1944-1960 (Baby Boomers) — Diane Ackerman, Alison Bechdel, Terry Castle, Mary Gordon, Kay Redfield Jamison, Nancy Mairs, Nancy K. Miller, Alice Walker

It is interesting Ann Burack-Weiss chooses to quote Toni Morrison’s Nobel Prize for Literature ( 2002) acceptance speech where Morrison focuses on “word-work” and being an old woman. Toni Morrison’s last novel God Help the Child ( 2015) which began life as a memoir but transformed into a slim novel explores these very themes. It reflects upon the cycle of life from the perspective of an older writer. What truly struck me at the end of 2015 was that none of the “Best of 2015” lists included this novel even though it was “Toni Morrison”. Perhaps old age is too stark a reminder of one’s mortality.

It is a slim volume but gives one much to think about.

Ann Burack-Weiss The Lioness in Winter: Writing an Old Woman’s Life Columbia University Press, New York, 2015. Pb. pp.190 

27 Sept 2017 

 

Happy Birthday HarperCollins!

2017. A landmark year for HarperCollins worldwide. The publishing firm is celebrating its bicentennary and the Indian office is marking 25 years of its operations locally. Stories from HarperCollins Publishers ( 1817 – 2017)  a succintly produced edition chronicling the firm’s history. There are fascinating nuggets in it. 

HarperCollins Publishers began as J. & J. Harper, a small family printing shop run by brothers James and John Harper in New York City in March 1817. In 1825 the company posted an advertisement in the United States Literary Gazette announcing five forthcoming titles. Scotsman Thomas Nelson ( born Neilson) opened a secondhand bookshop in Edinburgh in 1798, eventually publishing inexpensive editions of noncopyrighted religious texts and popular fiction. Collins also started out as a small family-run printer and publisher. Chalmers and Collins, established by millworker and seminarian William Collins and Charles Chalmers ( brother of evangelical preacher Thomas), published its first work in 1819. It began by publishing only the writings of the Reverend Dr. Thomas Chalmers, but soon published other authors, eventually forming William Collins and Sons.

In 1962 what was then known as Harper & Brothers merged with textbook publisher Row, Peterson & Company, forming Harper & Row. HarperCollins as a brand came into existence in 1989 after News Corporation purchased Harper & Row ( 1987) and Collins ( 1989). Today HarperCollins global brand publishes approximately 10,000 new titles every year in 17 languages and has a print and digital catalogue of more than 200,000 titles. Along the way it has acquired other well-established businesses with robust identities of their own such as 4th Estate, Angus & Robertson, Amistad Press, Avon Books, Caedmon Audio, Ecco Press, Funk & Wagnalls, Granada, Harlequin, J.B. Lippincott, the John Day Company, Thomas Y. Cromwell Co., Thorson’s, Unwin Hyman, William Morror and Company, Zondervan, HarperCollins Christian Publishing and others. Many of these remain as imprints of HarperCollins.

Over the years it established credibility as being an author’s publisher for it protected rights and fought against piracy. In the 1800s Harper brothers ensured that they were fair in paying royalties to their authors, particularly those who were overseas. Their fiercest competitor was Mathew Carey’s publishing house of Philadelphia. A cease-fire between the rivalry happened in 1830s and “The Harper Rule” agreement was reached. According to Stories from HarperCollins Publishers “in [this] a publisher would cease printing when a competitor purchased advance proofs and announced forthcoming titles, or had previously published a British author.” This enabled the Harper brothers to invest more in finding and developing relationships with authors. They also began to explore other markets in the 1800s such as Canada, Australia and India. Interestingly they broke into new markets with texts such as prayer books, geography, gospels, dictionaries, schoolbooks, readers and primers.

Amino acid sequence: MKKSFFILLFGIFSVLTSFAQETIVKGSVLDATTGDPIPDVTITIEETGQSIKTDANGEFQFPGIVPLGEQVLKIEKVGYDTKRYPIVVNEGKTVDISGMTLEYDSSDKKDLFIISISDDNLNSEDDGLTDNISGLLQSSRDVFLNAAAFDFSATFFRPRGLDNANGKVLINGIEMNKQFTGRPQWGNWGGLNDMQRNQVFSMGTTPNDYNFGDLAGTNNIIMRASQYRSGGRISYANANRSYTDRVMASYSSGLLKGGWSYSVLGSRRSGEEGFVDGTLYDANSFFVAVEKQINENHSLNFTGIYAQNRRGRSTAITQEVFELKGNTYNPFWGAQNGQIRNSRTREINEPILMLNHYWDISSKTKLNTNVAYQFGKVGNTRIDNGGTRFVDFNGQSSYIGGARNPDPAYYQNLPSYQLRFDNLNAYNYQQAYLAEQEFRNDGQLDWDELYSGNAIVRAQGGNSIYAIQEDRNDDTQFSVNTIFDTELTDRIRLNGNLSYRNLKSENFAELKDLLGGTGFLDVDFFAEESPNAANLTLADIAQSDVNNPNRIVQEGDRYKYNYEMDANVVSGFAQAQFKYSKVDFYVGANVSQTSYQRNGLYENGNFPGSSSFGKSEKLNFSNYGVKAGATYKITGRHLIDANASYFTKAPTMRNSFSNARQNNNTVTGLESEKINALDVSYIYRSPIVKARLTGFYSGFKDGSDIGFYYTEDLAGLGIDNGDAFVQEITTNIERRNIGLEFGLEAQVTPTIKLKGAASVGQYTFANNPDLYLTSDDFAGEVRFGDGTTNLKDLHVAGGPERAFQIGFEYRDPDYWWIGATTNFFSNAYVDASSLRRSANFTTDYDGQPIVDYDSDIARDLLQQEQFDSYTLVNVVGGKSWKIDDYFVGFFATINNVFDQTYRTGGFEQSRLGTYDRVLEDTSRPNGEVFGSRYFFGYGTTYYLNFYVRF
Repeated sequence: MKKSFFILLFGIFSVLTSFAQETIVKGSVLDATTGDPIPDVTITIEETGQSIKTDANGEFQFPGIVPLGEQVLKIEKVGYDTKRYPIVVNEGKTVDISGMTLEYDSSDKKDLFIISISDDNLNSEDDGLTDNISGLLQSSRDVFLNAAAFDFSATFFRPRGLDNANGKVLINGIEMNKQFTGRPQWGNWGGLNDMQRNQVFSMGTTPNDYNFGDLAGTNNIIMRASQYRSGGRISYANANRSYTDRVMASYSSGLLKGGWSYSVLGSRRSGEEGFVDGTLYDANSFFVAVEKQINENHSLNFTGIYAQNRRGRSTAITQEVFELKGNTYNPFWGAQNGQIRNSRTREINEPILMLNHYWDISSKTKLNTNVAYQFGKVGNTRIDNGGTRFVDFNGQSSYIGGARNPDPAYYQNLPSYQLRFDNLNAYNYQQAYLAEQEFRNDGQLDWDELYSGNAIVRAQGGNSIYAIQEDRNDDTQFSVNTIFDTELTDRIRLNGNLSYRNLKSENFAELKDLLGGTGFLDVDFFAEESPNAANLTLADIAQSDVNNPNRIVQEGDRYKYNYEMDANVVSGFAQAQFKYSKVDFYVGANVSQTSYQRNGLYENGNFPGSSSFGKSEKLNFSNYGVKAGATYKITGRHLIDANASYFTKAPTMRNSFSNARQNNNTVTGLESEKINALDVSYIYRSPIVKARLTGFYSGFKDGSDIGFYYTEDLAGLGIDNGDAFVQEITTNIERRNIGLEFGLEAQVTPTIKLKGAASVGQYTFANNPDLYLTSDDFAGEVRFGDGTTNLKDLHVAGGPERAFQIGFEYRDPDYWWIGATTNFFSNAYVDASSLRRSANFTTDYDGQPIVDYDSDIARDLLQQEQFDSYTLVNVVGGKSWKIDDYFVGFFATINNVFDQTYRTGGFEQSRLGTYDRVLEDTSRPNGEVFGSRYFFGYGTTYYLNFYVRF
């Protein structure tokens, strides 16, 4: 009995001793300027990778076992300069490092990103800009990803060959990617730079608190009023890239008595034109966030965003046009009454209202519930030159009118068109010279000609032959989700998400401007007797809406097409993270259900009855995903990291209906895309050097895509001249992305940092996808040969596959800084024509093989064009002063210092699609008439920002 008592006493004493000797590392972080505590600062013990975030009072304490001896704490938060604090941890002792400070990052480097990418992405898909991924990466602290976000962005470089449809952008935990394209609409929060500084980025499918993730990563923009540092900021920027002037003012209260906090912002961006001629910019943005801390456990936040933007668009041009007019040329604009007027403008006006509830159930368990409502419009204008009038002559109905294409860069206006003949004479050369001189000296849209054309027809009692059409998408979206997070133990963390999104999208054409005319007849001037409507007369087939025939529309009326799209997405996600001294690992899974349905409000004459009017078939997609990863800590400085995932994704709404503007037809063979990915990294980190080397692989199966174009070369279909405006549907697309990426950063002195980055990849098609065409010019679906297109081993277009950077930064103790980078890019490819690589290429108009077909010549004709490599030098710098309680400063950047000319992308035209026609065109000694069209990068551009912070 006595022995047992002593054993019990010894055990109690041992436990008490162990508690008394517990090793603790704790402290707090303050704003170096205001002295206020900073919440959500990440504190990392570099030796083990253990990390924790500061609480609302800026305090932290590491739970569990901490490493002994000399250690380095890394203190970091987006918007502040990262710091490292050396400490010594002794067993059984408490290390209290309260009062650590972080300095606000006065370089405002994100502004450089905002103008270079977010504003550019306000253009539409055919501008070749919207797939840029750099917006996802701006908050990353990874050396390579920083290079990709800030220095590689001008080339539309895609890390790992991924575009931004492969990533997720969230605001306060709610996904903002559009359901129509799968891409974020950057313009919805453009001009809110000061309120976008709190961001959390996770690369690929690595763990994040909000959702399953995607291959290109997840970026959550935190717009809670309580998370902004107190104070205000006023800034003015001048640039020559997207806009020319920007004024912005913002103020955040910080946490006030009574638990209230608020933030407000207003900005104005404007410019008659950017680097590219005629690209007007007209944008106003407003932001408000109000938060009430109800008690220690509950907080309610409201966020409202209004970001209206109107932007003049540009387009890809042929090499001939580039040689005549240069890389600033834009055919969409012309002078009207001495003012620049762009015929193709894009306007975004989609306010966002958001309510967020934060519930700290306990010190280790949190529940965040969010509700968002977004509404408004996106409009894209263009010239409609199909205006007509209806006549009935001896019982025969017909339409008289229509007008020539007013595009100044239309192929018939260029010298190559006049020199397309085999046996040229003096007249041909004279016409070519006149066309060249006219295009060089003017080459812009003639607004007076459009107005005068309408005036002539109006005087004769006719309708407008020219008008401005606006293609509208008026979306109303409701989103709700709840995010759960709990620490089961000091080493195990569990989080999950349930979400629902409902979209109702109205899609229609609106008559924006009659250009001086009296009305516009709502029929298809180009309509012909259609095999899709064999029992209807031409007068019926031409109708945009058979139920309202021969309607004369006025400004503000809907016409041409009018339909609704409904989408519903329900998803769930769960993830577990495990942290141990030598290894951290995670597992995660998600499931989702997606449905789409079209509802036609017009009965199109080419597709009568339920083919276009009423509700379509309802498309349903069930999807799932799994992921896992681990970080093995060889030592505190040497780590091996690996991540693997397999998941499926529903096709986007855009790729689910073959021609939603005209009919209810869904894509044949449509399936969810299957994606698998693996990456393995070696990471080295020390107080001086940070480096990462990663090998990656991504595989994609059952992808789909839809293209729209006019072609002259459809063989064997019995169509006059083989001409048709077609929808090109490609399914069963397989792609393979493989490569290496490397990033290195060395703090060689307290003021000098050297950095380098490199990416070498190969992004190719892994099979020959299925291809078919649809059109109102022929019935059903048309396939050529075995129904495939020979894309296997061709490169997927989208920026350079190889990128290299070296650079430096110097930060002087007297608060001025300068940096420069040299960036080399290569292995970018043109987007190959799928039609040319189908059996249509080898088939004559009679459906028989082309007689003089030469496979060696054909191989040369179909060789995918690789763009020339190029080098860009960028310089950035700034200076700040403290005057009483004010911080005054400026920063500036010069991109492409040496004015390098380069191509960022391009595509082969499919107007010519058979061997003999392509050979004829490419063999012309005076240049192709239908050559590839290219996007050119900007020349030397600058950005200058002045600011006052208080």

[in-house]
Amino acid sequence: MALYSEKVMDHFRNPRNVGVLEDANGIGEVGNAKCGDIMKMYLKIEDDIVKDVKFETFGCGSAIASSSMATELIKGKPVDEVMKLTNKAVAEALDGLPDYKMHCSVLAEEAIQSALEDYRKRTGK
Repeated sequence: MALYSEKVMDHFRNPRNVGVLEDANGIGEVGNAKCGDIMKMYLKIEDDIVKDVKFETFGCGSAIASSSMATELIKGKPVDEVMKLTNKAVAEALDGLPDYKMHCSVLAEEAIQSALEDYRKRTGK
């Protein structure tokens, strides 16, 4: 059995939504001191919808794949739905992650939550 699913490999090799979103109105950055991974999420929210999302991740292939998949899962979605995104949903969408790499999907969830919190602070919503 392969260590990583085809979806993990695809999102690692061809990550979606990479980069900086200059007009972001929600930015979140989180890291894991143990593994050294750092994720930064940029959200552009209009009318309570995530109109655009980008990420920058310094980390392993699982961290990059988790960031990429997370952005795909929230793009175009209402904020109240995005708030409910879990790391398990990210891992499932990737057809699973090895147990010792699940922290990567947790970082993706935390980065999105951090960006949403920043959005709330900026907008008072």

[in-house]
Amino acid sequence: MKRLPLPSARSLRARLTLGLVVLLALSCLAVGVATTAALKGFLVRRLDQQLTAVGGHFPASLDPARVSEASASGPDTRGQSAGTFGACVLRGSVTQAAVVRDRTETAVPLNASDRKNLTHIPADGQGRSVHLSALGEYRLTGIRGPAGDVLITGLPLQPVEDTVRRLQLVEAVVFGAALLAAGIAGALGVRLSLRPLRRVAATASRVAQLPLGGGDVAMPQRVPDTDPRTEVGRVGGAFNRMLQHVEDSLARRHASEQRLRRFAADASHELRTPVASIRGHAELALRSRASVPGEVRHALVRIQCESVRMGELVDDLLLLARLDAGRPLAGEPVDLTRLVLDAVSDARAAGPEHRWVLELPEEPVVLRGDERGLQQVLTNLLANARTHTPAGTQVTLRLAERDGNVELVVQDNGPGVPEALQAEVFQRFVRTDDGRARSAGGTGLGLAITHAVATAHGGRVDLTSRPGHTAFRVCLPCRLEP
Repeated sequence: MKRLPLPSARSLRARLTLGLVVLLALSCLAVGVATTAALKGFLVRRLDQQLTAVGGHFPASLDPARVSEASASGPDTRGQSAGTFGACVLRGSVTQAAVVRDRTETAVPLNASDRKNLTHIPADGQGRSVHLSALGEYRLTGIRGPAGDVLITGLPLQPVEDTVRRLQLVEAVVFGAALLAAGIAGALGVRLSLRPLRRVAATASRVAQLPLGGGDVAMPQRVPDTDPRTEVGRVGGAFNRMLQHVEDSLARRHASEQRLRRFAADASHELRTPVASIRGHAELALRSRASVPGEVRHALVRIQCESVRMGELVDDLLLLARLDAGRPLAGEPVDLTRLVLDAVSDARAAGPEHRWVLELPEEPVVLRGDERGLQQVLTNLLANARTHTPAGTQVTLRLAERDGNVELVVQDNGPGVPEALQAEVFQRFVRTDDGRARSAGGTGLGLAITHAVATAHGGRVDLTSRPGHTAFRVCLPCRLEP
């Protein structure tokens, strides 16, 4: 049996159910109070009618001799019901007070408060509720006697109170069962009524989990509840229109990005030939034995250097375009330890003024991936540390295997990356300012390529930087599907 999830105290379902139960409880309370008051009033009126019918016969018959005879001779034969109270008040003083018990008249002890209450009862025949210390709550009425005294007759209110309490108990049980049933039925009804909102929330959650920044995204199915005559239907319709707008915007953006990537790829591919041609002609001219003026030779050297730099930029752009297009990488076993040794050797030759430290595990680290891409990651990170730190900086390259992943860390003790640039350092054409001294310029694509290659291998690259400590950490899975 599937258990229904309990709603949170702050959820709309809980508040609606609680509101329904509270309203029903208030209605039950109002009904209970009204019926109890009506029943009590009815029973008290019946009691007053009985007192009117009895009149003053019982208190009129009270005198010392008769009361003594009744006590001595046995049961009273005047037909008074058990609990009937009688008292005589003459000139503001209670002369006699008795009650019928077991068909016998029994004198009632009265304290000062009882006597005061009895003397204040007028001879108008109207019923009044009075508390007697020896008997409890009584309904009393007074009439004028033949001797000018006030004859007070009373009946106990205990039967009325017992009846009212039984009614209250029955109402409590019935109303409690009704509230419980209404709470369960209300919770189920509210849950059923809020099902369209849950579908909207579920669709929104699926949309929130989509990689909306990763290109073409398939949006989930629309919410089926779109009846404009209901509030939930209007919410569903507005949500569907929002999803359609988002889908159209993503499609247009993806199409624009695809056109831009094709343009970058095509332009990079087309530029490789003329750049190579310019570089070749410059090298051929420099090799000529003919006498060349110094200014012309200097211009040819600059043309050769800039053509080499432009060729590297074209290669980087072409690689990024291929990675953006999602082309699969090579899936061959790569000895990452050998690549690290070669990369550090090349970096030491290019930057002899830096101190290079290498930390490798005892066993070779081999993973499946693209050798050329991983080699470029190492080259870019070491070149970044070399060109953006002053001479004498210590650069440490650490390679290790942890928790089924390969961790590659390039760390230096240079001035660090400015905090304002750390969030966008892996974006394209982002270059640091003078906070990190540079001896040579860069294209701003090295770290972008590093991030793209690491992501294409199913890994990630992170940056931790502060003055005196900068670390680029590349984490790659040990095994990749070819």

Poet Gulzar and veteran Bollywood actress-turned-politician Hema Malini cutting the HarperCollins 25th anniversary cake, New Delhi, July 2017.

The stable of authors associated with HarperCollins is extraordinary. The firm published the American edition of Walter Scott’s Peveril of the Peak ( 1823), Edward Lytton Bulwer’s The Coming Race ( 1871), and H. G. Wells’s The War of the Worlds ( 1898) and The Invisible Man ( 1898). These were deemed as “scientific romance”. Later with the acquisition of Unwin Hyman by Collins the firm discovered the winning formula of fantasy worlds furnished with maps and illustrations as has been proved with the success of J. R. R. Tolkien’s The Hobbit ( 1937) and The Lord of the Rings trilogy ( 1954 – 55). Other writers include ( listed in no specific order) C. S. Lewis, Paulo Coelho, Deepak Chopra, Erle Stanley Gardner, Aldous Huxley, Herman Melville, Harper Lee, Gabriel Garcia Marquez, John Gray’s Men are from Mars, Women are from Venus, George R. R. Martin, Harriet Beecher Stowe, Agatha Christie, Laura Ingalls Wilder, Sylvia Plath, Pearl Buck, Doris Lessing, Frances Hodgson Burnett, Martin Luther King Jr., Maurice Sendak, Shel Silverstein, E. B. White, Michael Bond’s Paddington Bear, Judith Kerr, Armistead Maupin, Alan Cummings, Caitlin Moran and Roxane Gay.

In the 1800s the publisher made exploratory trips to India too and witnessed an explosion in fiction writing in the 1890s due to high population density coupled with growing literacy. In 1992 HarperCollins establish a base in India when it entered into a partnership with the Indian firm, Rupa Publications. After a few years a new collaboration was forged with the India Today group. Finally HarperCollins became an independent entity of its own and its headquartered in Delhi NCR. The CEO is Ananth Padmanabhan.

To celebrate 25 years of its impressive presence in India, HarperCollins India ( HCI) has launched a campaign that consists of special editions of 25 of its iconic books and short films promoting storytelling and books. This list includes writers such as Anuja Chauhan, Anita Nair, Kiran Nagarkar, Rana Dasgupta, Siddharth Mukherjee, Satyajit Ray, Akshaya Mukul, Vivek Shanbhag, B. K. S. Iyengar, Arun Shourie etc. HCI has also launched a scrumptious list consisting of 25 facsimile editions of Agatha Christie novels.

Happy Birthday, HarperCollins!

2 August 2017